‘Pure Nazism’: The antisemitic organization that wants to get a foothold in Denmark

The Nordic Resistance Movement (NRM), which hit headlines after antisemitic vandalism at a Jewish burial site in Denmark, is an organization with ‘pure Nazism’ as its ideology, an expert has said.

'Pure Nazism': The antisemitic organization that wants to get a foothold in Denmark
Supporters of the neo-Nazi Nordic Resistance Movement in Stockholm in 2018. Photo: TT News Agency/Reuters/Ritzau Scanpix

The group has set itself out from other far-right organizations by adopting traditional Nazi ideology, anthropologist Tina Wilchen Christensen, an extremism researcher at Aarhus University, told Ritzau.

“They have the old Nazi message that all bad things are caused by Jews and Judaism,” Christensen said.

While other far-right groups focus much of their attention on Islam, NRM, or Nordfront as it is also known in Denmark, is a proponent of “pure Nazism”, according to the researcher.

“With regard to NRM, they are antisemitic and holocaust deniers, they have summer camps for people in the movement, and they have the Nazi family view in that women are encouraged to stay at home and have a lot of children,” she said.

“There are many levels on which it’s pure Nazism,” she said.

On Wednesday, two men were remanded in custody for desecrating 84 gravestones at Østre Kirkegård cemetery in the town of Randers last weekend.


One of the two arrested men is 38-year-old Jacob Vullum Andersen, leader of a local NRM section, Ritzau reports.

Andersen previously denied links between NRM and the vandalism but said he supported several of last weekend's antisemitic incidents, which also included graffiti and yellow Star of David stickers placed at the home of a Jewish couple in Silkeborg.

The yellow Star of David is the symbol Jews were forced to wear by Nazi authorities during World War Two.

Both accused men have denied carrying out the Randers vandalism and the group denies links to the incident.

The NRM movement emerged in Sweden in the late 1990s but did not attempt to establish itself in Denmark until recent years.

“This has gone on for a long time in Sweden, since 1997. In Denmark it has probably been more on-off. I’ve not come across them in Denmark but I know from other researchers that they have been trying to establish themselves (here),” Christensen said.

Sweden has seen demonstrations held by the group in several cities and with hundreds of participants.

According to its own website, the Danish branch of the organization has attempted to spread propaganda at schools.

Christensen said she did not know how many members the group has in Denmark, but said its Danish branch has a “general strategy of spreading propaganda”.

She noted that NRM demonstrations in other countries have resulted in violence.

Member comments

  1. I don’t get it? Targeting Jews? Why? They not the ones bombing concert halls, killing priests and driving down pedestrians at markets. They’re not the ones promoting child marriage, honor killings, polygamy and FGM … They’re not the ones inundating Europe’s borders putting a strain on our health services, social services, educational system and prison system. I can accuse the Jews of contributing to a wealth of progress in the fields of science, medicine, the arts. Disclaimer: I am not a Jew and have never understood the hatred of this people.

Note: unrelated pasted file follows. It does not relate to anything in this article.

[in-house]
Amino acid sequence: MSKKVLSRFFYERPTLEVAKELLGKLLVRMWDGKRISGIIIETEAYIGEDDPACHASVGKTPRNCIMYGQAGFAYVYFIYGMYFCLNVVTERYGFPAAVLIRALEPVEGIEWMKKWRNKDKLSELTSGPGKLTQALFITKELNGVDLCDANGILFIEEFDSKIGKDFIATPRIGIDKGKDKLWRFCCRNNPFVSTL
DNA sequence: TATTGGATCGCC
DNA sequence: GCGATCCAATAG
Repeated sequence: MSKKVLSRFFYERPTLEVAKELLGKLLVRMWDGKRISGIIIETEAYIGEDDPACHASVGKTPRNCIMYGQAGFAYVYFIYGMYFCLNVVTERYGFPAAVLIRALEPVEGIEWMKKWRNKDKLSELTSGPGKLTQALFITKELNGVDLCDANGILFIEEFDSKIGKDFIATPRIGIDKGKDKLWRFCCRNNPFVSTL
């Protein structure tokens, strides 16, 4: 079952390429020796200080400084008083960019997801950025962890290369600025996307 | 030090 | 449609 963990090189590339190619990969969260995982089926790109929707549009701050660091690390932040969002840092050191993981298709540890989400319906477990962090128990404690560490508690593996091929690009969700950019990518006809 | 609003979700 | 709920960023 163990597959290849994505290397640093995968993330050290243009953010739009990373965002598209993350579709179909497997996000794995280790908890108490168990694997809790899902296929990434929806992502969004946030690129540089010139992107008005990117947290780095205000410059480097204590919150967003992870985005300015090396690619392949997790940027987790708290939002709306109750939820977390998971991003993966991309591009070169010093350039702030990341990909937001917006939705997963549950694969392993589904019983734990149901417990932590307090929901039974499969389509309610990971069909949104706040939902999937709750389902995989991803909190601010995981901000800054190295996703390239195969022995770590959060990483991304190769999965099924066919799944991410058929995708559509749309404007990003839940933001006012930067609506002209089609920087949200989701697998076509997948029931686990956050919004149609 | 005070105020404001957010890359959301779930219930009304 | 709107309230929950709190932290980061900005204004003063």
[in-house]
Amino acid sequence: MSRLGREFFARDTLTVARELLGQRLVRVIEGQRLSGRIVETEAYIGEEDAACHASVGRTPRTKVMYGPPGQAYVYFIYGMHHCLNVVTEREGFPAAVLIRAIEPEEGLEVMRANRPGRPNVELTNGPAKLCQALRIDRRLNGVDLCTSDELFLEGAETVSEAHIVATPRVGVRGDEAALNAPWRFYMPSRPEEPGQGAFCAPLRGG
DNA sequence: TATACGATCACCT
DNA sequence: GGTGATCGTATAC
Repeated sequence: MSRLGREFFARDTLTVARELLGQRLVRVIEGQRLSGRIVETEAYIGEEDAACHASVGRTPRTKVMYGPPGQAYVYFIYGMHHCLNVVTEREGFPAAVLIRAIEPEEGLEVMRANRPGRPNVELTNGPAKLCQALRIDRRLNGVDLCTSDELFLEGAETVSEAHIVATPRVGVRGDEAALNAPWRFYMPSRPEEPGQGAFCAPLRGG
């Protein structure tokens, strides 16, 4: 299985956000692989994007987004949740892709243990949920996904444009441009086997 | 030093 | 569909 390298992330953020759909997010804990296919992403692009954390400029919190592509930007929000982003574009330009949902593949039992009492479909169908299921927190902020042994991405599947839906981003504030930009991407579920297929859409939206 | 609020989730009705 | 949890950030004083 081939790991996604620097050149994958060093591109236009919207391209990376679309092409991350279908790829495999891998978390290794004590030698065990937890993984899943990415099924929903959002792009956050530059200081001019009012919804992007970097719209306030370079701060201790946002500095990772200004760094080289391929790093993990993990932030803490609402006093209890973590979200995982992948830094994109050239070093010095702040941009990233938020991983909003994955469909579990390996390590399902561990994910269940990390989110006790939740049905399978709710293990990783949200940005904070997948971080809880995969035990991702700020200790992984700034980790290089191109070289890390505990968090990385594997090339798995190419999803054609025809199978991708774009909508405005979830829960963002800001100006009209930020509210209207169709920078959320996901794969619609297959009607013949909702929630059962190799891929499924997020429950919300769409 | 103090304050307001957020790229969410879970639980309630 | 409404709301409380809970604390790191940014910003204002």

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Denmark arrests two for vandalism of Jewish graves

East Jutland Police have arrested two men for vandalism of gravestones at a Jewish burial place in Randers.

Denmark arrests two for vandalism of Jewish graves
A police officer at Østre Kirkegård cemetery in Randers. Photo: Bo Amstrup/Ritzau Scanpix

The men are suspected of vandalism and could also face charges under anti-racism laws.

A police prosecutor is expected to requested Randers District Court remand the men in custody on Wednesday afternoon, police said in a press statement.

The men are from the central Jutland towns of Randers and Hobro.

Police suspicions against the men are related primarily to vandalism at Østre Kirkegård cemetery in Randers during the night between Friday and Saturday last week. 84 gravestones were defaced with green paint.

Vandalism at a building in the town, where green and black paint was thrown at the façade, is also encompassed by the case.

Police are still looking for further witnesses who may be able to assist with investigation.


In addition to the Randers incidents, anitsemitic vandalism was also reported last weekend in Copenhagen, Aarhus, Silkeborg and Aalborg.

In Norway, several yellow Stars of David were placed outside the printing offices of publisher Schibsted in Bergen.

Neo-Nazi group the Nordic Resistance Movement (NRM) has been linked to the vandalism in Denmark, but has denied carrying it out.

The incidents occurred around the 81st anniversary of the 1938 Kristallnacht anti-Jewish attacks in Nazi Germany.

A report has been filed with Denmark’s police security service PET, police have confirmed.